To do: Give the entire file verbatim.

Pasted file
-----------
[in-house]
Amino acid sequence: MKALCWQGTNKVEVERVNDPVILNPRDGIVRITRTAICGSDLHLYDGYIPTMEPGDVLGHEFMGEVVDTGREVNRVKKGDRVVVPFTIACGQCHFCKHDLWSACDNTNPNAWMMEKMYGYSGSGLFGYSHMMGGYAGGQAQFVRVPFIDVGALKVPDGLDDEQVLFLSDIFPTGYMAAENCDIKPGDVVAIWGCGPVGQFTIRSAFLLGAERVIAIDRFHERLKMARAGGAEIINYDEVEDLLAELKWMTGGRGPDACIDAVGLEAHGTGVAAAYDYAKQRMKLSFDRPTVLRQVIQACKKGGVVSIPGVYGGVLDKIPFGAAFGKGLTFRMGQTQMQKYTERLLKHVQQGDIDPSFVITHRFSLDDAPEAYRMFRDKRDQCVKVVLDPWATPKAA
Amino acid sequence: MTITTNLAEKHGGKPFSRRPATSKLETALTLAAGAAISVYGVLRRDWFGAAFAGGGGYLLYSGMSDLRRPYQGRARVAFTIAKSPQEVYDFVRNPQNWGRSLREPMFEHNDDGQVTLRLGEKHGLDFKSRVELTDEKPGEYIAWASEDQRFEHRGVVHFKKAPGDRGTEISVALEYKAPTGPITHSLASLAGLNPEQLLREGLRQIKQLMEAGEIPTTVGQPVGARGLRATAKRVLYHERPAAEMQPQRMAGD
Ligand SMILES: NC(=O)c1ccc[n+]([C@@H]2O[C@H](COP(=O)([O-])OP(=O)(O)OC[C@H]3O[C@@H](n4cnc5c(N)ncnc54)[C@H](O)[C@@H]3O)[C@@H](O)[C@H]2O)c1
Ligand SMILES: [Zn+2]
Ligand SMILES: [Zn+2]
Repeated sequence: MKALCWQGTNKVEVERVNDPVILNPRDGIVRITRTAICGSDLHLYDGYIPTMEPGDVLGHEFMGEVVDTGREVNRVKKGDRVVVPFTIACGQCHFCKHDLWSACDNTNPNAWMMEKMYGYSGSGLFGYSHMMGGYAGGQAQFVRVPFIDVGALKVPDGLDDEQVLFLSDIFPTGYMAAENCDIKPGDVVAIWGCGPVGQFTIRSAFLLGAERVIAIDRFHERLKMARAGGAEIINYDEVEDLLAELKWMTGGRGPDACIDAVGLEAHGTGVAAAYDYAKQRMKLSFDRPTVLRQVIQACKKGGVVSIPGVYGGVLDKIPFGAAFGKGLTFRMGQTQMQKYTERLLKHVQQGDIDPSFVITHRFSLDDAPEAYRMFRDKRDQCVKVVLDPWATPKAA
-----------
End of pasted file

[in-house]
Amino acid sequence: MKALCWQGTNKVEVERVNDPVILNPRDGIVRITRTAICGSDLHLYDGYIPTMEPGDVLGHEFMGEVVDTGREVNRVKKGDRVVVPFTIACGQCHFCKHDLWSACDNTNPNAWMMEKMYGYSGSGLFGYSHMMGGYAGGQAQFVRVPFIDVGALKVPDGLDDEQVLFLSDIFPTGYMAAENCDIKPGDVVAIWGCGPVGQFTIRSAFLLGAERVIAIDRFHERLKMARAGGAEIINYDEVEDLLAELKWMTGGRGPDACIDAVGLEAHGTGVAAAYDYAKQRMKLSFDRPTVLRQVIQACKKGGVVSIPGVYGGVLDKIPFGAAFGKGLTFRMGQTQMQKYTERLLKHVQQGDIDPSFVITHRFSLDDAPEAYRMFRDKRDQCVKVVLDPWATPKAA
Amino acid sequence: MTITTNLAEKHGGKPFSRRPATSKLETALTLAAGAAISVYGVLRRDWFGAAFAGGGGYLLYSGMSDLRRPYQGRARVAFTIAKSPQEVYDFVRNPQNWGRSLREPMFEHNDDGQVTLRLGEKHGLDFKSRVELTDEKPGEYIAWASEDQRFEHRGVVHFKKAPGDRGTEISVALEYKAPTGPITHSLASLAGLNPEQLLREGLRQIKQLMEAGEIPTTVGQPVGARGLRATAKRVLYHERPAAEMQPQRMAGD
Ligand SMILES: NC(=O)c1ccc[n+]([C@@H]2O[C@H](COP(=O)([O-])OP(=O)(O)OC[C@H]3O[C@@H](n4cnc5c(N)ncnc54)[C@H](O)[C@@H]3O)[C@@H](O)[C@H]2O)c1
Ligand SMILES: [Zn+2]
Ligand SMILES: [Zn+2]
Repeated sequence: MKALCWQGTNKVEVERVNDPVILNPRDGIVRITRTAICGSDLHLYDGYIPTMEPGDVLGHEFMGEVVDTGREVNRVKKGDRVVVPFTIACGQCHFCKHDLWSACDNTNPNAWMMEKMYGYSGSGLFGYSHMMGGYAGGQAQFVRVPFIDVGALKVPDGLDDEQVLFLSDIFPTGYMAAENCDIKPGDVVAIWGCGPVGQFTIRSAFLLGAERVIAIDRFHERLKMARAGGAEIINYDEVEDLLAELKWMTGGRGPDACIDAVGLEAHGTGVAAAYDYAKQRMKLSFDRPTVLRQVIQACKKGGVVSIPGVYGGVLDKIPFGAAFGKGLTFRMGQTQMQKYTERLLKHVQQGDIDPSFVITHRFSLDDAPEAYRMFRDKRDQCVKVVLDPWATPKAA